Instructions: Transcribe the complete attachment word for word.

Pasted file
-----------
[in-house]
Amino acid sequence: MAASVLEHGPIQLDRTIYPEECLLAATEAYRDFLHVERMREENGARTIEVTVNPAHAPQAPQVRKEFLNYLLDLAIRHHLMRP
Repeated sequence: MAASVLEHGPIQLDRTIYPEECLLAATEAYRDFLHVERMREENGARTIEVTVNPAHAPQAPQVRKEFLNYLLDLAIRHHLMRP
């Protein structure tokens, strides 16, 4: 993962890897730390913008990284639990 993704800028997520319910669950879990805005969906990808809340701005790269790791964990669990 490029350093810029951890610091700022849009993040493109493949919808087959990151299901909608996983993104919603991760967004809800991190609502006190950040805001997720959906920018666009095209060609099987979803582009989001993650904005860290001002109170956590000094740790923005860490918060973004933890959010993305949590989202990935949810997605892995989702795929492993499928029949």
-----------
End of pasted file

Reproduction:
[in-house]
Amino acid sequence: MAASVLEHGPIQLDRTIYPEECLLAATEAYRDFLHVERMREENGARTIEVTVNPAHAPQAPQVRKEFLNYLLDLAIRHHLMRP
Repeated sequence: MAASVLEHGPIQLDRTIYPEECLLAATEAYRDFLHVERMREENGARTIEVTVNPAHAPQAPQVRKEFLNYLLDLAIRHHLMRP
């Protein structure tokens, strides 16, 4: 993962890897730390913008990284639990 993704800028997520319910669950879990805005969906990808809340701005790269790791964990669990 490029350093810029951890610091700022849009993040493109493949919808087959990151299901909608996983993104919603991760967004809800991190609502006190950040805001997720959906920018666009095209060609099987979803582009989001993650904005860290001002109170956590000094740790923005860490918060973004933890959010993305949590989202990935949810997605892995989702795929492993499928029949």